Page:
Change Ahead for AAUP

January 23, 2007

The American Association of University Professors appears to be on the verge of a change in leadership.

Roger W. Bowen, who as general secretary of the association is the lead staff professional, has been named as a finalist for at least two positions elsewhere: chancellor of higher education in North Dakota and president of Westfield State College, in Massachusetts. In an interview Monday, he said that no decision had been made -- by himself or the AAUP -- on whether he would remain in his current position when his three-year contract expires later this year. Bowen said he is also a candidate for "several" other positions. Cary Nelson, president of the AAUP and a professor of English at the University of Illinois at Urbana-Champaign, said that he could not comment on Bowen's status.

Bowen said he was "not going to predict the future," and that he remained deeply committed to the AAUP and its mission. He called his work there "a labor of love." But he also said that the AAUP "changes every couple of years" and that for him, "the hardest part of this job has been the lack of sustained contact with faculty and students." Prior to becoming AAUP general secretary, Bowen was president at the State University of New York at New Paltz.

Several sources involved in the AAUP said that differences between Bowen and the association's governing board were less about philosophy -- there is generally appreciation that Bowen has been an articulate and passionate defender of faculty interests -- than of management.

Last month, the AAUP announced that Bowen would be taking himself out of day-to-day leadership of the organization to focus on the group's capital campaign. At the AAUP's last annual meeting, in June, the association was unable to present members with a financial report for 2005 because the AAUP did not yet have auditable figures for the year. Several speakers at the meeting noted concerns about the membership operation of the AAUP -- with people noting complaints about billing and management of records. And many AAUP members were embarrassed when the association's planned conference on academic boycotts collapsed last year, amid criticism of the invitation list and the inadvertent distribution of an anti-Semitic article to those who planned to attend.

Bowen stressed that it isn't clear whether he will stay in or leave his current position. He said that association leaders were "comfortable" with his exploring other options, such as the jobs for which he is a finalist. He said that he made the decision jointly with association leaders to shift his attention to fund raising out of the sense that the campaign is doing "OK, but not as well as it should." He said it was "not warranted" to say that there have been managerial problems at the association, and that the AAUP was financially health and had a "rosy" outlook.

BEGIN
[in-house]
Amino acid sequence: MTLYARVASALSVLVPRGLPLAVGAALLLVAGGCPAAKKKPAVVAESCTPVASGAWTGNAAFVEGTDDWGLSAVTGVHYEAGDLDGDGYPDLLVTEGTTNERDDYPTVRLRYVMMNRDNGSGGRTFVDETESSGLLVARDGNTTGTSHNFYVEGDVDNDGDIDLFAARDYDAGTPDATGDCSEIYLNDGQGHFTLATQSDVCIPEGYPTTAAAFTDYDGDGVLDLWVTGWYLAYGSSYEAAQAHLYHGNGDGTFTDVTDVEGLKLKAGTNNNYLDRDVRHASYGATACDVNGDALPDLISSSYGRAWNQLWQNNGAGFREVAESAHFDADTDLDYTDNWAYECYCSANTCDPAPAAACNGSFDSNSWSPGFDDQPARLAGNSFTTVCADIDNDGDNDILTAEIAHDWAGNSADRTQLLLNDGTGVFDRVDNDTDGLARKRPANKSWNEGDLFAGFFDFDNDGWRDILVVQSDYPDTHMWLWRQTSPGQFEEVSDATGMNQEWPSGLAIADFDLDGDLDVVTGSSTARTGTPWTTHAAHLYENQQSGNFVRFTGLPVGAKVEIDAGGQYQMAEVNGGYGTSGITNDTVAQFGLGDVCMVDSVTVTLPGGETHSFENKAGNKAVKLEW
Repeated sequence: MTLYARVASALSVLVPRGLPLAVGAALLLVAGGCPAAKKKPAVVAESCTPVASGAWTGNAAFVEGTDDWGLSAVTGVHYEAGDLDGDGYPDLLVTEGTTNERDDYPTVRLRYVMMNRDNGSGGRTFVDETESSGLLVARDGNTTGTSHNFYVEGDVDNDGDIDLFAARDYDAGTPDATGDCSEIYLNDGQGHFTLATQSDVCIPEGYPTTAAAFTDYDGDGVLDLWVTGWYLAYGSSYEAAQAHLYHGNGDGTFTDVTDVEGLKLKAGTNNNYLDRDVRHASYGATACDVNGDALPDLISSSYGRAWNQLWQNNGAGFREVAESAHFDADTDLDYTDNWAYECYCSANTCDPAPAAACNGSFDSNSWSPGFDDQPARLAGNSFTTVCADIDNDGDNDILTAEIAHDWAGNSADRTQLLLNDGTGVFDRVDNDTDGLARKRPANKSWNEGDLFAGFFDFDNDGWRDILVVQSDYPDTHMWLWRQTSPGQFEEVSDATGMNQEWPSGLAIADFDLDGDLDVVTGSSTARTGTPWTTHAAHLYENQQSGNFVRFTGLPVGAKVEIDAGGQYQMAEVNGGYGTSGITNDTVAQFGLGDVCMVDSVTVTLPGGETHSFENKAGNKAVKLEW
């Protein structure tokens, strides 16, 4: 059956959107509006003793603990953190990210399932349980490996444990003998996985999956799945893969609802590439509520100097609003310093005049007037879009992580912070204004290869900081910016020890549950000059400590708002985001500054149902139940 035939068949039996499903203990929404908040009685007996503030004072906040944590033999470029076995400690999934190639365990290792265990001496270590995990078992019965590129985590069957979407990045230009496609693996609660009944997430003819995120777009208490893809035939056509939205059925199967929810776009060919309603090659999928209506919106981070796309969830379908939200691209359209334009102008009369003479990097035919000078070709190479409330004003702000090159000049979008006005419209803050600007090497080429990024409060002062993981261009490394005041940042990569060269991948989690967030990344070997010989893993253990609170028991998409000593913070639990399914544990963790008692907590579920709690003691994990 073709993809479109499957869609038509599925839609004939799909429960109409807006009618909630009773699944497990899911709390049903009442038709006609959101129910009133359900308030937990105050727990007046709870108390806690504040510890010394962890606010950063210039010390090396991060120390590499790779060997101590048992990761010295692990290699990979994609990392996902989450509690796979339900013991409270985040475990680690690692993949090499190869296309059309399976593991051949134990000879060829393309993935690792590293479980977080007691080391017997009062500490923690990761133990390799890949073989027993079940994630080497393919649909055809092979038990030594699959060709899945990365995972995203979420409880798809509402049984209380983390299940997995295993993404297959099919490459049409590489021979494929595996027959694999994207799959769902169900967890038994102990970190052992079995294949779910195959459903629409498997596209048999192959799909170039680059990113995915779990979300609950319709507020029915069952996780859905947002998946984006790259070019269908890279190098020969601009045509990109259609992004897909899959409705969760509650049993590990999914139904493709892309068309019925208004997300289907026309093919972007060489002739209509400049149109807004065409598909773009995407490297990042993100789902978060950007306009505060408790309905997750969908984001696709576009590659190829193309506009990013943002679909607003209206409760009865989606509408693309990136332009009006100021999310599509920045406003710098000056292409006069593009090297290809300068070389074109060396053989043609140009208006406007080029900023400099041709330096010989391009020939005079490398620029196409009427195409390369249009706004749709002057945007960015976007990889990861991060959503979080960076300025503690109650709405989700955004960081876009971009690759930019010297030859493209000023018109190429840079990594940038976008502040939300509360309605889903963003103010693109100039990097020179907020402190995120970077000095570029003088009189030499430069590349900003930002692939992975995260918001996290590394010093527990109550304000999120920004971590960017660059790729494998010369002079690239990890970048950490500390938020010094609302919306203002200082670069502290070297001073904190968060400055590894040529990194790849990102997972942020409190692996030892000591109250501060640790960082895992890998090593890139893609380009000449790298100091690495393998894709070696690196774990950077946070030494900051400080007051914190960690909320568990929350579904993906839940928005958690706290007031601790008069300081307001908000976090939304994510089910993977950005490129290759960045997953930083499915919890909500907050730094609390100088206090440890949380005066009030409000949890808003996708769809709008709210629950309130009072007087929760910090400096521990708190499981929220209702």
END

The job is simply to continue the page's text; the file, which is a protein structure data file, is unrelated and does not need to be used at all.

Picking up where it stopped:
Membership issues are particularly sensitive to the AAUP, which has been stagnant at around 44,000 members in recent years, down from highs of 100,000 a few decades ago. When Bowen came into office in 2004, he spoke of a goal of increasing membership, but he said Monday that "staying steady" was notable, given national trends of declining membership in many associations. (Within higher education, many associations are supported by institutions or because people need to be members to receive journals or to participate job searches. Other organizations that rely on individual memberships and lack such pulls have had difficulty as well.)

Nelson, the AAUP president, is normally willing to discuss just about any issue in higher education. But he was insistent that there was nothing he could say about Bowen's job.

Of the various issues that have been mentioned with regard to Bowen's performance, Nelson said that the boycott conference "was no longer a concern." He declined to discuss any relationship between managerial problems and Bowen but did agree to discuss the auditing and membership problems that were identified the last annual meeting. He said that the financial statements were "in the process of being cleaned up" and were "being handled responsibly and thoroughly." He said that the bottom line for the association won't change, but that there may be "tinkering" in how the association organizes and reports on its finances. "Our record-keeping has not been what it should be," he said.

As to membership problems, Nelson said that the system currently in place assured that new memberships were being properly recorded. But he said that membership data for older memberships "has not been fixed." He said that was in process, and that "we're going to be looking at each one."

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